Amy Hockert is an anchor and special projects reporter at FOX 9.
Amy was born and raised in Minnesota and is grateful to live and work in her home state. She started her career in college where she worked for the NBC affiliate in Fargo-Moorhead. She worked in Minot, North Dakota, and Raleigh, North Carolina before moving back to Minnesota to work at KARE-11 and later served as VP of News for the digital news organization, Bring Me The News.
After taking an 8-year hiatus from TV news to start a family, Amy came back on air when she joined FOX9 in 2015.
Amy’s favorite pastime is traveling with her husband and their two kids, 9-year old Christian and 11-year old Elise. The family also has two very spoiled dogs, Bennett and Henry.
Mental health professionals discuss the challenges kids will face and how adults can support them during the school year.
Soon, kids will be going back to school. But, that doesn’t mean everything will go back to normal.
Jellybean Johnson helped put the Minneapolis Sound on the map. Now decades later, his music continues to influence some of the biggest artists.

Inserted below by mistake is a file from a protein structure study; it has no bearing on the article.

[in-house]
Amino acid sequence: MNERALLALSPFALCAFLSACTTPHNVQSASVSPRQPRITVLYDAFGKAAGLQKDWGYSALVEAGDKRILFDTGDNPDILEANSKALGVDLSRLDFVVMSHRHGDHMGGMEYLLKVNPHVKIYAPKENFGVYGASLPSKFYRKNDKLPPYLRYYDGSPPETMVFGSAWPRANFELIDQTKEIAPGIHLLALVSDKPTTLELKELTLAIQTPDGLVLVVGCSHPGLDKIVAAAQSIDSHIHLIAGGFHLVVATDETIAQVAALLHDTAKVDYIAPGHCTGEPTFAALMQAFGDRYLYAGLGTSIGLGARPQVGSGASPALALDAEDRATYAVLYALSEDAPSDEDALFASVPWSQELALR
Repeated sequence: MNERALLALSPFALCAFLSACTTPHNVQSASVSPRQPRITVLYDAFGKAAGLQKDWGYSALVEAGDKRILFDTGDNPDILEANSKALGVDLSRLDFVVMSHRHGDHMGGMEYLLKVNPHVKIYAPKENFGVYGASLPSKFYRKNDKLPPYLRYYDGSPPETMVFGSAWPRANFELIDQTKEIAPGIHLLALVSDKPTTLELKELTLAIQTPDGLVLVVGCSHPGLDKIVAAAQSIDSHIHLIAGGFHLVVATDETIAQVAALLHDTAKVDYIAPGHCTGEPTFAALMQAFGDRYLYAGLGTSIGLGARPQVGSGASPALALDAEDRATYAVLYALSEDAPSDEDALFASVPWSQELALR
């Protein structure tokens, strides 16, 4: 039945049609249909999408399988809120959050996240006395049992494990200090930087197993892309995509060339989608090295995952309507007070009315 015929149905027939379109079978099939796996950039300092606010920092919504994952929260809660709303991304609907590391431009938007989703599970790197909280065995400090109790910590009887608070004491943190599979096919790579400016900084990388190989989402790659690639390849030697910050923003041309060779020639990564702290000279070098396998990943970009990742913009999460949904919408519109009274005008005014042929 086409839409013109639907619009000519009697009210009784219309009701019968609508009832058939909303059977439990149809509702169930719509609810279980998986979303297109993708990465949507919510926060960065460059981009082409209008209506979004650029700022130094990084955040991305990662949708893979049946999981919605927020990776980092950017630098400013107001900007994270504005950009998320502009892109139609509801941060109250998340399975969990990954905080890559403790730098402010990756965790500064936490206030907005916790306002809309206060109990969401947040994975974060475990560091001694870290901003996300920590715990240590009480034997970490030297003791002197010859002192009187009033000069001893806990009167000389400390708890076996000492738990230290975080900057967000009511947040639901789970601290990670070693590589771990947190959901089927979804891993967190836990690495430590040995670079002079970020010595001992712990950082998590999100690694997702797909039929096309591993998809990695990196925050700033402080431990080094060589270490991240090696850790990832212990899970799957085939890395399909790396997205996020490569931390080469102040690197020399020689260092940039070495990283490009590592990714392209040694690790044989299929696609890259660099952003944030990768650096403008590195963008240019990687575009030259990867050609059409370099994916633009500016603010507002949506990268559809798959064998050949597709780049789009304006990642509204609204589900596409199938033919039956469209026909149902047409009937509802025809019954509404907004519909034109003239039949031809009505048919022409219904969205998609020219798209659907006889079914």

Technology has been a lifeline for many during the pandemic, but it’s been a challenge for seniors not used to remote work, streaming entertainment and online ordering.
After a customer's rallying cry on social media, Minnesotans are coming out in force to support an Eagan donut shop that was struggling financially amid the pandemic.
Every year, families arrive in the United States in pursuit of the American dream. For one St. Paul family, their dream was owning a beautiful, historic mansion. Having realized that dream, the family says it's time to move on and have now put the Cedarhurst mansion up for sale.
An economics class at Austin High School in Austin, Minn. is full of lessons learned from an iconic local business.
In the 1960s, the art world was sent into a tailspin when fake masterpieces started turning up in prestigious galleries and museums. The forger was a Hungarian artist by the name of Elmyr de Hory and his story may have gone largely untold -- if it hadn't been for a man from Hopkins, Minnesota.
When you walk into Mercury Mosaics in Northeast Minneapolis, you're greeted by a cavernous warehouse and a guard dog named Elmo. But once you make it past Elmo, your reward is a rare look at the life-cycle of handcrafted ceramic tile. It's one of the few operations like it in the world.
A woman they call "Doc" throws a party every year at the Hopkins VFW to benefit veterans organizations.